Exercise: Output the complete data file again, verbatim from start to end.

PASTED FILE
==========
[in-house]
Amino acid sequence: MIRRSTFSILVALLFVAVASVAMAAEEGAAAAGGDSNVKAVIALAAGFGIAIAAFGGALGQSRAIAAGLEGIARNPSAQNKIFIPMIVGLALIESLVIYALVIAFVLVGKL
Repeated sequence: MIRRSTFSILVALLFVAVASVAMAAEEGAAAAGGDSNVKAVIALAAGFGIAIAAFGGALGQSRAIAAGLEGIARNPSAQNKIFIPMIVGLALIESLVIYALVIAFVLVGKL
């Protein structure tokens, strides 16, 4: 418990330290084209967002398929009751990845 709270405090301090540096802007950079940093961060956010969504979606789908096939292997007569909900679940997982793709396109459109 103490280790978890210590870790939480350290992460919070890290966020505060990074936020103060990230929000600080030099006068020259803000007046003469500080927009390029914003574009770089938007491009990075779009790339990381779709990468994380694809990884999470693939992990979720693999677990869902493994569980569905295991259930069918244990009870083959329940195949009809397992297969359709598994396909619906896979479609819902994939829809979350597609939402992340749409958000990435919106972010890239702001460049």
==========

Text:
[in-house]
Amino acid sequence: MIRRSTFSILVALLFVAVASVAMAAEEGAAAAGGDSNVKAVIALAAGFGIAIAAFGGALGQSRAIAAGLEGIARNPSAQNKIFIPMIVGLALIESLVIYALVIAFVLVGKL
Repeated sequence: MIRRSTFSILVALLFVAVASVAMAAEEGAAAAGGDSNVKAVIALAAGFGIAIAAFGGALGQSRAIAAGLEGIARNPSAQNKIFIPMIVGLALIESLVIYALVIAFVLVGKL
């Protein structure tokens, strides 16, 4: 418990330290084209967002398929009751990845 709270405090301090540096802007950079940093961060956010969504979606789908096939292997007569909900679940997982793709396109459109 103490280790978890210590870790939480350290992460919070890290966020505060990074936020103060990230929000600080030099006068020259803000007046003469500080927009390029914003574009770089938007491009990075779009790339990381779709990468994380694809990884999470693939992990979720693999677990869902493994569980569905295991259930069918244990009870083959329940195949009809397992297969359709598994396909619906896979479609819902994939829809979350597609939402992340749409958000990435919106972010890239702001460049």